This refers to the power of the Holy Spirit at work in their lives. And though their intake is small, their output is like streams of living water flowing from them. This is the Spirit giving a super-abundant display of his presence in their lives. We are filled with the Spirit to the extent that we allow the Spirit to influence our lives. We yield to the Spirit’s gentle movement in our heart:

We “live by the Spirit”, we are “led by the Spirit”, we bear “the fruit of the Spirit” and we “keep in step with the Spirit”. (Galatians 5:16, 18, 22, 25) When we read what the Spirit wrote, hear what the Spirit says and do what the Spirit reveals we are being filled with the Spirit. (Revelation 1:11, 2:7; Colossians 3:16)

The Holy Evidence of a Spirit-Filled Life

How would you know if a person is filled with the Spirit? What would there be about his or her life that would provide confirmation?

The answer is not hard to find. The early church needed to implement a programme to ensure that the material needs of the saints were being met. Seven men were appointed to oversee this work; they were men

“full of the Spirit”. (Acts 6:3-4)

How did the church know which seven to pick?

They looked at their manner of life and saw the undeniable evidence of the Spirit’s influence in their lives. The Spirit-filled life cannot be concealed. When you live a Spirit-filled life,

“Christ [will] dwell in your hearts.” (Ephesians 3:17)

The word “dwell” refers to a place of permanent abode as opposed to temporary accommodation.

Jesus speaks on the same theme:

“If anyone loves me, he will obey my teaching. My Father will love him, and we will come to him and make our home with him.” (John 14:23)

The living Christ in our lives is Spirit-filled living. The Spirit-filled life is not an ordinary life; it bears all the marks of something extraordinary, something supernatural. It is beyond natural explanation. Every believer should be actively pursuing the Spirit-filled life.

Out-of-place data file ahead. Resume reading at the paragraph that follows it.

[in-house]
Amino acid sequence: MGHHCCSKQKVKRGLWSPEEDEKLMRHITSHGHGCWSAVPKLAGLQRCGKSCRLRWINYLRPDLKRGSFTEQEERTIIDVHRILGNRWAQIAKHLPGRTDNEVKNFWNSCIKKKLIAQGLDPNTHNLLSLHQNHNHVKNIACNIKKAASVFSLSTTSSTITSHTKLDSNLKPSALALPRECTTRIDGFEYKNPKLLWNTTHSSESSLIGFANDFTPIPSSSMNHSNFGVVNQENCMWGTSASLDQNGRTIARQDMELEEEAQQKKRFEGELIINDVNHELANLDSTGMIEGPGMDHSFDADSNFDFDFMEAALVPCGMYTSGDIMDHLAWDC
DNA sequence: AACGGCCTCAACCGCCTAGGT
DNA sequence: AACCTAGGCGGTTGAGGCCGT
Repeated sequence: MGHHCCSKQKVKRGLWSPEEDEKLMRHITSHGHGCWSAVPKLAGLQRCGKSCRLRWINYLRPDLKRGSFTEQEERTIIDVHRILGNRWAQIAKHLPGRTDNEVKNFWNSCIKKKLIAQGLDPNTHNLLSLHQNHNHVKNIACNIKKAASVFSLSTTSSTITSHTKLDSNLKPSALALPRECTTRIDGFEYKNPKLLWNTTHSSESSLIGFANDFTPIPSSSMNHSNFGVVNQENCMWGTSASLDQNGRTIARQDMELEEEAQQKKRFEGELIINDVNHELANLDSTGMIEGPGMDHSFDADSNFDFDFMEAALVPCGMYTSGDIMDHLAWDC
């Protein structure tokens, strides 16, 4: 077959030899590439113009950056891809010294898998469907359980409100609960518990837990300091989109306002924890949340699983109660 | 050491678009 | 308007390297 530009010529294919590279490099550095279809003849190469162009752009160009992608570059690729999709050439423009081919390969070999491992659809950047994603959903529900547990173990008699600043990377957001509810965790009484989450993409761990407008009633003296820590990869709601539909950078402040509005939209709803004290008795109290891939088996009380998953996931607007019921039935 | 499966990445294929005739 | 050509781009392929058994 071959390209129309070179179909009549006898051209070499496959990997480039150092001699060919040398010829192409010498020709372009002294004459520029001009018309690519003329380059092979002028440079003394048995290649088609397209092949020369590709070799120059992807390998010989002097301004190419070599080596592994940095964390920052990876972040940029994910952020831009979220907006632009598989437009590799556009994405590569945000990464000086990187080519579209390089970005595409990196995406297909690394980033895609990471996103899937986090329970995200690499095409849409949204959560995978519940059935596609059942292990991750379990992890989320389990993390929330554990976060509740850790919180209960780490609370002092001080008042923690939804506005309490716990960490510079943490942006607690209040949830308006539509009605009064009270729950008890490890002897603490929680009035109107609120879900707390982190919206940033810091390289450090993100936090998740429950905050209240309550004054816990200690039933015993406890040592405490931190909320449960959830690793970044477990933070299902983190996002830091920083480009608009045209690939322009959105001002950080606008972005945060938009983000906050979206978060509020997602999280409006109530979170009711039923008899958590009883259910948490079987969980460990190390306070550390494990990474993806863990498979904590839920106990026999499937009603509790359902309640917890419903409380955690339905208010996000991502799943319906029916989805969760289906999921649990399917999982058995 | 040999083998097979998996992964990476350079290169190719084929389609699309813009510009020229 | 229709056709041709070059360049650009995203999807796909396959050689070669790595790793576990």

The Bible records the prominent ministry of the Holy Spirit. Jesus promised that the Holy Spirit would guide, teach and recall to the apostles all he had said. (John 14:26; 16:13) Through his ministry, the Holy Spirit convicts the world of sin, righteousness and judgement to come. (John 16:8-11) And the gospel, Peter says, is preached to you

“by the Holy Spirit sent from heaven.” (1 Peter 1:12)

God’s plan to save believing Jews and Gentiles in one body, says Paul,

“has now been revealed by the Spirit to God’s holy apostles and prophets.” (Ephesians 3:5)

The prophecies about Jesus were made known to the prophets; they

“spoke from God as they were carried along by the Holy Spirit.” (2 Peter 1:21)

The Word of God is inspired by the Holy Spirit and its power is stated thus:

“For the Word of God is living and active. Sharper than any double-edged sword, it penetrates even to dividing soul and spirit, joints and marrow; it judges the thoughts and attitudes of the heart.” (Hebrews 4:12)

Because the Word of God is a living oracle, we are exhorted:

“Today if you hear his voice, do not harden your hearts.” (Hebrews 4:15)

The voice of the living God is heard through his Word.

Resisting The Holy Spirit?

The words of Stephen, the first Christian martyr, were spoken to a hostile audience. The message of the risen Christ was being rejected.